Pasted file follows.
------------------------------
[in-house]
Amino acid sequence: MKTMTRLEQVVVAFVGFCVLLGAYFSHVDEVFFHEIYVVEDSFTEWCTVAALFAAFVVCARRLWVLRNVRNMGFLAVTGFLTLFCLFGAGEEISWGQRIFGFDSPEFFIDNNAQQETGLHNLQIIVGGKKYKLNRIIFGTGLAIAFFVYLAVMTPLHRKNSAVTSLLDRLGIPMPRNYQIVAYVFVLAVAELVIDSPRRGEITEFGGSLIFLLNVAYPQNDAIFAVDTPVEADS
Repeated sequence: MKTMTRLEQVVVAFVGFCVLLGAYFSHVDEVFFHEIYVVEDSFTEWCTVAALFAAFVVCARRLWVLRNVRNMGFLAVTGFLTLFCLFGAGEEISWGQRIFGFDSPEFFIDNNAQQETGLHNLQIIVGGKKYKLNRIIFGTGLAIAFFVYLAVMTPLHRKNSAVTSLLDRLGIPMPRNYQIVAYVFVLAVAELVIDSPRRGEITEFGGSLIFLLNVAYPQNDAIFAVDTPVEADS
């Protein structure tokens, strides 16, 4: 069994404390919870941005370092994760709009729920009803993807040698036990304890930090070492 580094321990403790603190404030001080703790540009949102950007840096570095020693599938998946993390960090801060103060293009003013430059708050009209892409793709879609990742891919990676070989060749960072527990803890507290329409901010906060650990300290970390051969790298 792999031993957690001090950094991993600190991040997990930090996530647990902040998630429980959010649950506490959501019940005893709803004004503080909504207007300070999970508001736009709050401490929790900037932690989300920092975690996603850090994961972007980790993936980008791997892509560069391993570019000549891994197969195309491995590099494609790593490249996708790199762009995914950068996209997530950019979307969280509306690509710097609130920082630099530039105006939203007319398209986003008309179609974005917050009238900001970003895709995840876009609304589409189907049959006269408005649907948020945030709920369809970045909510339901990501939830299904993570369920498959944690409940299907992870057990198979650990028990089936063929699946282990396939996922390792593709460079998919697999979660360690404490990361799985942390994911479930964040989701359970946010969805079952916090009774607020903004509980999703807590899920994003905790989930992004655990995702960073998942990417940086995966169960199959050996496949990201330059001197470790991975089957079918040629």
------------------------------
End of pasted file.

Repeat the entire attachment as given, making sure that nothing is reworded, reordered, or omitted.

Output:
[in-house]
Amino acid sequence: MKTMTRLEQVVVAFVGFCVLLGAYFSHVDEVFFHEIYVVEDSFTEWCTVAALFAAFVVCARRLWVLRNVRNMGFLAVTGFLTLFCLFGAGEEISWGQRIFGFDSPEFFIDNNAQQETGLHNLQIIVGGKKYKLNRIIFGTGLAIAFFVYLAVMTPLHRKNSAVTSLLDRLGIPMPRNYQIVAYVFVLAVAELVIDSPRRGEITEFGGSLIFLLNVAYPQNDAIFAVDTPVEADS
Repeated sequence: MKTMTRLEQVVVAFVGFCVLLGAYFSHVDEVFFHEIYVVEDSFTEWCTVAALFAAFVVCARRLWVLRNVRNMGFLAVTGFLTLFCLFGAGEEISWGQRIFGFDSPEFFIDNNAQQETGLHNLQIIVGGKKYKLNRIIFGTGLAIAFFVYLAVMTPLHRKNSAVTSLLDRLGIPMPRNYQIVAYVFVLAVAELVIDSPRRGEITEFGGSLIFLLNVAYPQNDAIFAVDTPVEADS
């Protein structure tokens, strides 16, 4: 069994404390919870941005370092994760709009729920009803993807040698036990304890930090070492 580094321990403790603190404030001080703790540009949102950007840096570095020693599938998946993390960090801060103060293009003013430059708050009209892409793709879609990742891919990676070989060749960072527990803890507290329409901010906060650990300290970390051969790298 792999031993957690001090950094991993600190991040997990930090996530647990902040998630429980959010649950506490959501019940005893709803004004503080909504207007300070999970508001736009709050401490929790900037932690989300920092975690996603850090994961972007980790993936980008791997892509560069391993570019000549891994197969195309491995590099494609790593490249996708790199762009995914950068996209997530950019979307969280509306690509710097609130920082630099530039105006939203007319398209986003008309179609974005917050009238900001970003895709995840876009609304589409189907049959006269408005649907948020945030709920369809970045909510339901990501939830299904993570369920498959944690409940299907992870057990198979650990028990089936063929699946282990396939996922390792593709460079998919697999979660360690404490990361799985942390994911479930964040989701359970946010969805079952916090009774607020903004509980999703807590899920994003905790989930992004655990995702960073998942990417940086995966169960199959050996496949990201330059001197470790991975089957079918040629």